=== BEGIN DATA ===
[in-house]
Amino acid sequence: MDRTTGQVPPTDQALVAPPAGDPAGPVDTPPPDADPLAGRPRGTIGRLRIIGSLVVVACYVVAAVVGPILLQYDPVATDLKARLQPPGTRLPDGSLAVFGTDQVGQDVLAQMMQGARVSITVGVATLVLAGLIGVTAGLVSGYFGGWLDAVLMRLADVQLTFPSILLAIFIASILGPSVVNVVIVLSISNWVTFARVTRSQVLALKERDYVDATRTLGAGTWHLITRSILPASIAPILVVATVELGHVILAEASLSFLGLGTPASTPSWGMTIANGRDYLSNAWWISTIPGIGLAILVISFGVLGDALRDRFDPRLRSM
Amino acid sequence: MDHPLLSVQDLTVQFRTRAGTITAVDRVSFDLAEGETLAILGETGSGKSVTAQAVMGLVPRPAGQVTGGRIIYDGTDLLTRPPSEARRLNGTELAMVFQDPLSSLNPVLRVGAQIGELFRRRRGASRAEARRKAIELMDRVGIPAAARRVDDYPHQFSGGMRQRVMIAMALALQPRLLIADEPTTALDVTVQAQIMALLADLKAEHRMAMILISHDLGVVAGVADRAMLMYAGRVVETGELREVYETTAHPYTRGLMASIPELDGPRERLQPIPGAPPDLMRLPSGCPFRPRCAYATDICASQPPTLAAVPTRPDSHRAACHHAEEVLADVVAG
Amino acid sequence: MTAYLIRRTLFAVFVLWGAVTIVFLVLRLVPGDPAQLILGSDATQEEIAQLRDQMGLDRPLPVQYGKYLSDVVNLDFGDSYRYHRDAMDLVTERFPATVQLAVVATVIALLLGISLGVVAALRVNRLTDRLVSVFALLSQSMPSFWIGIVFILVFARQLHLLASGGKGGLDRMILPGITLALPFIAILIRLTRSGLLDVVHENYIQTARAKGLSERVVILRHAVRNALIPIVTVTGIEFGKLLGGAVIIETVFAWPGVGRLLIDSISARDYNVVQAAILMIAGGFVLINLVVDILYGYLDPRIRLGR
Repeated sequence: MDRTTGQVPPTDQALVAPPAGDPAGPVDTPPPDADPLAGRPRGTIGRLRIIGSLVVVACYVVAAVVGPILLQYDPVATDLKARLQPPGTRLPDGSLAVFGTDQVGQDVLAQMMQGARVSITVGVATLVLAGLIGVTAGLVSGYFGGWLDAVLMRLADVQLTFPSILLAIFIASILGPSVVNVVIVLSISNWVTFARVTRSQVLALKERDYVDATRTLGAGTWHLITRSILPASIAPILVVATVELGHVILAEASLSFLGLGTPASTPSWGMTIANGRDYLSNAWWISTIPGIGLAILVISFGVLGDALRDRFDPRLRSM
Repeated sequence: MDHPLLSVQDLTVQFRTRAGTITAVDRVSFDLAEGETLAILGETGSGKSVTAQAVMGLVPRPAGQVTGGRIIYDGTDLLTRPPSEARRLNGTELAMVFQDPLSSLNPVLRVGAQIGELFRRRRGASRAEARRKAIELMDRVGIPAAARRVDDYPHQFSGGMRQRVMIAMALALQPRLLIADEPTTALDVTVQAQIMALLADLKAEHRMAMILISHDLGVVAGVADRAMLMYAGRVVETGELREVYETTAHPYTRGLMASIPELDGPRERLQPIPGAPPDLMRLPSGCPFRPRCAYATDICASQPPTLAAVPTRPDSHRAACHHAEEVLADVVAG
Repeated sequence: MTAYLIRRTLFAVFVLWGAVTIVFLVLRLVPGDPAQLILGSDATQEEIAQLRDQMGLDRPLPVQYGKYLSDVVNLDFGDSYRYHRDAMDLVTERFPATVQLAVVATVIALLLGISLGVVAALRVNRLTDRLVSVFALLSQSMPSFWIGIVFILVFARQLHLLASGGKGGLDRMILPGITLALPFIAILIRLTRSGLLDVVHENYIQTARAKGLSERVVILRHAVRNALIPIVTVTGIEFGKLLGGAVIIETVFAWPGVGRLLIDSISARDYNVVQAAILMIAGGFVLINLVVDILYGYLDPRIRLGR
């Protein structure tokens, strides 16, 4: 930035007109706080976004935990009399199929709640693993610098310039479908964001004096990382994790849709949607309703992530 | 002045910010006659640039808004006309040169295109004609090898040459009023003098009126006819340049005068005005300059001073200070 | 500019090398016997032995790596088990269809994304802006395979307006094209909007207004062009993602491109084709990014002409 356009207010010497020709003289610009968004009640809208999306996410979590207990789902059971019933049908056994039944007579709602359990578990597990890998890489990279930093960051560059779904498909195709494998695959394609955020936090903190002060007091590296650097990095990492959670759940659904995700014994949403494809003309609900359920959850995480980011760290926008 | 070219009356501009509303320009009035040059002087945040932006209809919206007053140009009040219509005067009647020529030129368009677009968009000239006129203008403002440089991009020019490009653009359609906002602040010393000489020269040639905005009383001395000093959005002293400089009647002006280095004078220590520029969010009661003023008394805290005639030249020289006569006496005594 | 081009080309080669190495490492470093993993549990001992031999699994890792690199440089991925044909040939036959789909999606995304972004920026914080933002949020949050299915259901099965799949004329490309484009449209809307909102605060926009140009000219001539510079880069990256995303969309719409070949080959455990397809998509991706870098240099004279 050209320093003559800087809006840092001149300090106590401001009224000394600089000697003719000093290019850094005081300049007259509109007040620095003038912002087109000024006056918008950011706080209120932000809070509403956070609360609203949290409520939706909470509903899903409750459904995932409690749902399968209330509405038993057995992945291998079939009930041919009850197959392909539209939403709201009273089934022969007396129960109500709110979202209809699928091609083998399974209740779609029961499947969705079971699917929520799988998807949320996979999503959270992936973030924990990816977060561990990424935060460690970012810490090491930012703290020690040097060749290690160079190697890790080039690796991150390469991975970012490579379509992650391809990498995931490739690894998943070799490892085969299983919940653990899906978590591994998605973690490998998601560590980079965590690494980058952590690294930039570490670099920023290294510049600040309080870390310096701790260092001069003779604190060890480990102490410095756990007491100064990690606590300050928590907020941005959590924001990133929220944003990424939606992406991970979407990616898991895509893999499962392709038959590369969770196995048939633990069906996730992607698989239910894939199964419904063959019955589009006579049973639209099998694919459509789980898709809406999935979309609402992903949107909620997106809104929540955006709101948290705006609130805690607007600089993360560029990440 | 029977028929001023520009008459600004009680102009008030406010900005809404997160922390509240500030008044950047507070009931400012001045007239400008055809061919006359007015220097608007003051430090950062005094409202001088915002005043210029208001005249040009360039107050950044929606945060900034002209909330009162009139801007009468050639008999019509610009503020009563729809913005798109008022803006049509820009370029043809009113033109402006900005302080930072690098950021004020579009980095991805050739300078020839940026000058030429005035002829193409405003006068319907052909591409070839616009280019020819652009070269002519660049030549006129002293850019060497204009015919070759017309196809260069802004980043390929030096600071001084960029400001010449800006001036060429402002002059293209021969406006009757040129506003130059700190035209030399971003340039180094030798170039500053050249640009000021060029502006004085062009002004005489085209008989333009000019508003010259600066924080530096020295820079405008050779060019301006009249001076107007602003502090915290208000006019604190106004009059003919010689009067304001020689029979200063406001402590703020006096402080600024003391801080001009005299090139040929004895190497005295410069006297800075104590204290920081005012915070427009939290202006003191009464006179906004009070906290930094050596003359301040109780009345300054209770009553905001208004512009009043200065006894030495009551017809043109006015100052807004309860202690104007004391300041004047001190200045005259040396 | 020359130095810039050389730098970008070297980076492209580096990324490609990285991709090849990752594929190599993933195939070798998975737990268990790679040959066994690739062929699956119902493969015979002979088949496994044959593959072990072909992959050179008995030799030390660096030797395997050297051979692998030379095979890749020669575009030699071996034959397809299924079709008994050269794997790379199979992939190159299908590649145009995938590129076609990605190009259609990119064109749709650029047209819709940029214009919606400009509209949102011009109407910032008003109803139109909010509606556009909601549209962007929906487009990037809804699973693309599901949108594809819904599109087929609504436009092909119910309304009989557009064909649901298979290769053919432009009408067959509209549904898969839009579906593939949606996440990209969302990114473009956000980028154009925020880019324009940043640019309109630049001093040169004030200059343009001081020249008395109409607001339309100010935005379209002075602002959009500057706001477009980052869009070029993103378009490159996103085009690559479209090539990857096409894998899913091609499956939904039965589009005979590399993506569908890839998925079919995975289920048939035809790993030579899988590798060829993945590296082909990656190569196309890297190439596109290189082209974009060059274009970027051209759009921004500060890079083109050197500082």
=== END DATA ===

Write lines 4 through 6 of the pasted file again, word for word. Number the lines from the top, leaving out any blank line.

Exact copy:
Amino acid sequence: MTAYLIRRTLFAVFVLWGAVTIVFLVLRLVPGDPAQLILGSDATQEEIAQLRDQMGLDRPLPVQYGKYLSDVVNLDFGDSYRYHRDAMDLVTERFPATVQLAVVATVIALLLGISLGVVAALRVNRLTDRLVSVFALLSQSMPSFWIGIVFILVFARQLHLLASGGKGGLDRMILPGITLALPFIAILIRLTRSGLLDVVHENYIQTARAKGLSERVVILRHAVRNALIPIVTVTGIEFGKLLGGAVIIETVFAWPGVGRLLIDSISARDYNVVQAAILMIAGGFVLINLVVDILYGYLDPRIRLGR
Repeated sequence: MDRTTGQVPPTDQALVAPPAGDPAGPVDTPPPDADPLAGRPRGTIGRLRIIGSLVVVACYVVAAVVGPILLQYDPVATDLKARLQPPGTRLPDGSLAVFGTDQVGQDVLAQMMQGARVSITVGVATLVLAGLIGVTAGLVSGYFGGWLDAVLMRLADVQLTFPSILLAIFIASILGPSVVNVVIVLSISNWVTFARVTRSQVLALKERDYVDATRTLGAGTWHLITRSILPASIAPILVVATVELGHVILAEASLSFLGLGTPASTPSWGMTIANGRDYLSNAWWISTIPGIGLAILVISFGVLGDALRDRFDPRLRSM
Repeated sequence: MDHPLLSVQDLTVQFRTRAGTITAVDRVSFDLAEGETLAILGETGSGKSVTAQAVMGLVPRPAGQVTGGRIIYDGTDLLTRPPSEARRLNGTELAMVFQDPLSSLNPVLRVGAQIGELFRRRRGASRAEARRKAIELMDRVGIPAAARRVDDYPHQFSGGMRQRVMIAMALALQPRLLIADEPTTALDVTVQAQIMALLADLKAEHRMAMILISHDLGVVAGVADRAMLMYAGRVVETGELREVYETTAHPYTRGLMASIPELDGPRERLQPIPGAPPDLMRLPSGCPFRPRCAYATDICASQPPTLAAVPTRPDSHRAACHHAEEVLADVVAG